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She’s the Boss

Sara Glaz

The proportion of women holding executive jobs is rising slowly but steadily. What does that mean for the men and women working beneath them? How can a female boss best utilize her feminine traits in the workplace?

Sunday, November 09, 2014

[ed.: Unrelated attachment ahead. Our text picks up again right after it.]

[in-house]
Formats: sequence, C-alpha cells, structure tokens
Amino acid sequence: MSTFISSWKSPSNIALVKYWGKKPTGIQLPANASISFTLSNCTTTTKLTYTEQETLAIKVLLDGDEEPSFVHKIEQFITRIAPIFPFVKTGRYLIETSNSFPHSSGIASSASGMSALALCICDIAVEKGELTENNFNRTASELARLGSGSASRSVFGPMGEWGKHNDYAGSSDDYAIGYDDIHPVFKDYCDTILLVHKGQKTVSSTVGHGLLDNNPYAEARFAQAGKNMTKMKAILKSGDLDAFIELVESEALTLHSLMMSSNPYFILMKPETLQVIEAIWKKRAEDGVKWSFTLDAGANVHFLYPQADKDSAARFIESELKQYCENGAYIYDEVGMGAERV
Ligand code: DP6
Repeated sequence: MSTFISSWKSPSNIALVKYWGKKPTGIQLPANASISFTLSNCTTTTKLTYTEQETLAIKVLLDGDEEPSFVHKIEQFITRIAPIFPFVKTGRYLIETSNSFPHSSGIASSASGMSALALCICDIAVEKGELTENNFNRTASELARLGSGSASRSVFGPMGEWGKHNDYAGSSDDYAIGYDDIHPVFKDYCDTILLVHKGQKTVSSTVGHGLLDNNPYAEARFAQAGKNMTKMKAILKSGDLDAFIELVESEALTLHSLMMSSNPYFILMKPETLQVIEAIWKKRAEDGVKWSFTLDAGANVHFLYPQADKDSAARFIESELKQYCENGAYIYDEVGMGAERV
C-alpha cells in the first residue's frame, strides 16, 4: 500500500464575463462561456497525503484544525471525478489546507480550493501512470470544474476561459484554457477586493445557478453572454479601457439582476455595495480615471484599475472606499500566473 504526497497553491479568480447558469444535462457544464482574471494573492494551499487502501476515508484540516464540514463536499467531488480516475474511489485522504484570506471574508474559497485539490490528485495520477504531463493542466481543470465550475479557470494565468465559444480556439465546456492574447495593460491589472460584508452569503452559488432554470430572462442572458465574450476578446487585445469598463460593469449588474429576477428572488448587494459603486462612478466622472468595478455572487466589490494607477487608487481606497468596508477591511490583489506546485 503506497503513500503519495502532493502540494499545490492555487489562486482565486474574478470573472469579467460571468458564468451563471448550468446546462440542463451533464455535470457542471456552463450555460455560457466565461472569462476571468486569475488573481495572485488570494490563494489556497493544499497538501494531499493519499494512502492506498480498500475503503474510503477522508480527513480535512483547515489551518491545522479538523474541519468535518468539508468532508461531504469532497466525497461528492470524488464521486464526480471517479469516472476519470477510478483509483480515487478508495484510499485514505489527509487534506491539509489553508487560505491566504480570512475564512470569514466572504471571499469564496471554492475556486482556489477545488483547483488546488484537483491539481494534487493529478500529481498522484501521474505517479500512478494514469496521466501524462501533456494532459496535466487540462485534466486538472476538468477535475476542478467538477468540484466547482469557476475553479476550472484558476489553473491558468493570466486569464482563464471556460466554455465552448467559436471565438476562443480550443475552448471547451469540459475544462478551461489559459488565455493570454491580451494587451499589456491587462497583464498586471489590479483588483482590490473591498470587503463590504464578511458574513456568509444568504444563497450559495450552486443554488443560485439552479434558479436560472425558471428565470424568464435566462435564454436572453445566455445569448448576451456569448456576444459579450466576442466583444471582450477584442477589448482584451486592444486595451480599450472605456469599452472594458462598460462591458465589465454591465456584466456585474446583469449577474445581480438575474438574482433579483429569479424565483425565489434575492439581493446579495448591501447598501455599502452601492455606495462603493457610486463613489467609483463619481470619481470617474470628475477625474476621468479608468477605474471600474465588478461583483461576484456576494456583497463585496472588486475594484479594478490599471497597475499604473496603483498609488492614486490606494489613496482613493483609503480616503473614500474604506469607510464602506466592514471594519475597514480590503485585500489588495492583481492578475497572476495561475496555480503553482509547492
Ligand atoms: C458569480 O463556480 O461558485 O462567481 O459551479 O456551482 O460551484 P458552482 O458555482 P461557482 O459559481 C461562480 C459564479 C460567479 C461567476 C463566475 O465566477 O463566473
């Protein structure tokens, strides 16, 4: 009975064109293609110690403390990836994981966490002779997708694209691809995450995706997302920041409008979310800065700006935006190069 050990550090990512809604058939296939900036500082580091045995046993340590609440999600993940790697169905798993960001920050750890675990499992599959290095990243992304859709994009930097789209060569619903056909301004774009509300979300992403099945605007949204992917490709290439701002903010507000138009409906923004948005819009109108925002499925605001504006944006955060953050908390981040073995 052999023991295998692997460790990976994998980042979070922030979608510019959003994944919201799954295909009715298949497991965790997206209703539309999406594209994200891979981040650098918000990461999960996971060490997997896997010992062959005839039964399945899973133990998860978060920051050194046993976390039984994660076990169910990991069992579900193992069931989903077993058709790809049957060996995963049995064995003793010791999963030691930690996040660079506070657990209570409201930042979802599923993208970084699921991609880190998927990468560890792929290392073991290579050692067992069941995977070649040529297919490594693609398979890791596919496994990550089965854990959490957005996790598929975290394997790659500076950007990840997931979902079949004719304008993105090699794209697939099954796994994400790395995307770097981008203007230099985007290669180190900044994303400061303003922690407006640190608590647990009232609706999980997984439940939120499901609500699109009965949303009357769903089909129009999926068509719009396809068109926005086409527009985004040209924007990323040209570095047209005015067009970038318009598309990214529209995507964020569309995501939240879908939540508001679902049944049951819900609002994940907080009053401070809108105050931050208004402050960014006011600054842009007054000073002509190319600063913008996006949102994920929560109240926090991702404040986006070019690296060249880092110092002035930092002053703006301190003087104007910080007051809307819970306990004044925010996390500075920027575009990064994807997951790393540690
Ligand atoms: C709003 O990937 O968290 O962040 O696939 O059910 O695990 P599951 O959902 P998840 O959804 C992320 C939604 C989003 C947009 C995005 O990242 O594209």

General Motors, Lockheed Martin, Yahoo, and PepsiCo: what do they all have in common? Aside from billions of dollars in annual revenues, they are all run by women. Twenty-six women sit at the helms of Fortune 500 companies such as Hewlett Packard, DuPont, and Xerox. But getting to these coveted positions at the top of the corporate ladder is no easy feat. While the practical climb can often prove to be impossible, especially for mothers, even those who make it are often left questioning how to properly integrate their femininity into their new roles. Take a look at various cartoon images of female bosses, and you’ll get a good idea of some of the biases or misconceptions that abound. Women in charge are often vilified as the cruel “office witch,” making unreasonable demands and not showing any compassion. On the flip side, women are also portrayed as flighty or scatterbrained figureheads whom employees walk all over. Like the rest of us, female bosses just want to be taken seriously and get the job done. How can they accomplish that — and stay true to their selves?   Personality Transplant The words “corporate” and “feminine” seem like opposites. It’s hard to imagine a merger of the two. Indeed, women entering the working world often feel the need to reinvent themselves and walk into their “C-suite” (the suite of executive offices where everyone’s title includes the word “chief”) with an entirely different personality. According to Karen Firestone, president and CEO of Aureus Asset Management, even when women possess the compulsory skills and knowledge of the business, women assume they must sacrifice their female traits in order to land a managerial role. Instead, they may adopt a heavy dose of what are thought of as traditional male qualities: determination, decisiveness, tireless work ethic, and effective use of authority (Harvard Business Review, January 16, 2013). “Even people who view themselves as kind and caring tend to jump into the prevalent atmosphere,” says Miriam Kosman, Family First columnist and author of Circle, Arrow, Spiral: Exploring Gender in Judaism (Menucha Publishers, 2014). “They become competitive, aggressive, and combative.” But is this reinvention the key to being a good boss?

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